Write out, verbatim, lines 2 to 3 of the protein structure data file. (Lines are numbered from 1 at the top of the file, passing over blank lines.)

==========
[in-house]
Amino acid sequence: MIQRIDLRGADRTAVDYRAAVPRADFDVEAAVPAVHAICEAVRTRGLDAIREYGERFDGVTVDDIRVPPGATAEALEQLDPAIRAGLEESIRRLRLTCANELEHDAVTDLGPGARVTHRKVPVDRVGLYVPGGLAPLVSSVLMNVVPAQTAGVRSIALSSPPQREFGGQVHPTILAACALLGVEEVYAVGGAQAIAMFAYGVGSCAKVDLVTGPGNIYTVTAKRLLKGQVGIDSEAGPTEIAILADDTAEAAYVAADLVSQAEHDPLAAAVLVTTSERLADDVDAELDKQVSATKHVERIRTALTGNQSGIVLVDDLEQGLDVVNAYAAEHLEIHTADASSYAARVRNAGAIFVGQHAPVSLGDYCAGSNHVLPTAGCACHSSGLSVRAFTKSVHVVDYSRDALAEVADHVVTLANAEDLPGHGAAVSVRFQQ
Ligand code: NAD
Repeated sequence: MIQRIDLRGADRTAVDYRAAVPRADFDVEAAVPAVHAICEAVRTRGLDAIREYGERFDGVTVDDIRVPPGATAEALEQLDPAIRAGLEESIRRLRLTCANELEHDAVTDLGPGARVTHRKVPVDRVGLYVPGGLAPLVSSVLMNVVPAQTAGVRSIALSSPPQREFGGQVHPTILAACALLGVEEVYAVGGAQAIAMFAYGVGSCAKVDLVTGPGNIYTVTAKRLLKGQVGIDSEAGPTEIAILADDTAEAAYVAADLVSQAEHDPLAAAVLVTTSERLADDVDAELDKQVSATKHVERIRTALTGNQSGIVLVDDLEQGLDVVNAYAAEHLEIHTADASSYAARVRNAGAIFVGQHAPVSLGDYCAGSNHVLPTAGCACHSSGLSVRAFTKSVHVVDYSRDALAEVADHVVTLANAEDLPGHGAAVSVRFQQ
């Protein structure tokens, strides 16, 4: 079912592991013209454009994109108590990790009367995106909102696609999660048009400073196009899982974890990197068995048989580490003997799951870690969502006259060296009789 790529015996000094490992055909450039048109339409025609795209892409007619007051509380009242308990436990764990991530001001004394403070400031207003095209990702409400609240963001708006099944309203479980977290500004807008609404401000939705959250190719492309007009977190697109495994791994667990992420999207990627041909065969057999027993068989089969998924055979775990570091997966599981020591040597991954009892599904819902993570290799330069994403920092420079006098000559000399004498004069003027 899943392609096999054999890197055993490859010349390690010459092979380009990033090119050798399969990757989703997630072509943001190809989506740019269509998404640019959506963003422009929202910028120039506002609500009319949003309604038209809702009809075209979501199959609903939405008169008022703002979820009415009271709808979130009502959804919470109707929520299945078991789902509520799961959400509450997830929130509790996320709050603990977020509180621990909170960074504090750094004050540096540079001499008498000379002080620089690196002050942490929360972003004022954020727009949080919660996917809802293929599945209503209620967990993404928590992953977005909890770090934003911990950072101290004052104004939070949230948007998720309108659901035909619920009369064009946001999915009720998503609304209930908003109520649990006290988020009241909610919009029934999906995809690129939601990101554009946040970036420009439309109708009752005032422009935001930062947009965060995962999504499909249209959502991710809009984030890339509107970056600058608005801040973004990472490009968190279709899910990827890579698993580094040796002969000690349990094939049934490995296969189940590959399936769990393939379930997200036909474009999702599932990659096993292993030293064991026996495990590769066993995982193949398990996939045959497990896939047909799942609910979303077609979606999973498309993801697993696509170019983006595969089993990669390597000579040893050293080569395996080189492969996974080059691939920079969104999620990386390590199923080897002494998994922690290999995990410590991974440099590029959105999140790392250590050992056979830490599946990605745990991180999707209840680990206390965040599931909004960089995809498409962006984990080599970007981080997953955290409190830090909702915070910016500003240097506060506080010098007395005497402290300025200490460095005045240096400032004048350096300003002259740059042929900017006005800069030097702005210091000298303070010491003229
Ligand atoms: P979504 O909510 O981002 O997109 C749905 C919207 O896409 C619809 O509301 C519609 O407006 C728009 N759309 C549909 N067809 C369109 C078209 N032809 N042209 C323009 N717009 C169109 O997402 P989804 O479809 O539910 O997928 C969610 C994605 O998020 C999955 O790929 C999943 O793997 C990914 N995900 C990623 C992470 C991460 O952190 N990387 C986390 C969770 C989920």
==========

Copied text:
Amino acid sequence: MIQRIDLRGADRTAVDYRAAVPRADFDVEAAVPAVHAICEAVRTRGLDAIREYGERFDGVTVDDIRVPPGATAEALEQLDPAIRAGLEESIRRLRLTCANELEHDAVTDLGPGARVTHRKVPVDRVGLYVPGGLAPLVSSVLMNVVPAQTAGVRSIALSSPPQREFGGQVHPTILAACALLGVEEVYAVGGAQAIAMFAYGVGSCAKVDLVTGPGNIYTVTAKRLLKGQVGIDSEAGPTEIAILADDTAEAAYVAADLVSQAEHDPLAAAVLVTTSERLADDVDAELDKQVSATKHVERIRTALTGNQSGIVLVDDLEQGLDVVNAYAAEHLEIHTADASSYAARVRNAGAIFVGQHAPVSLGDYCAGSNHVLPTAGCACHSSGLSVRAFTKSVHVVDYSRDALAEVADHVVTLANAEDLPGHGAAVSVRFQQ
Ligand code: NAD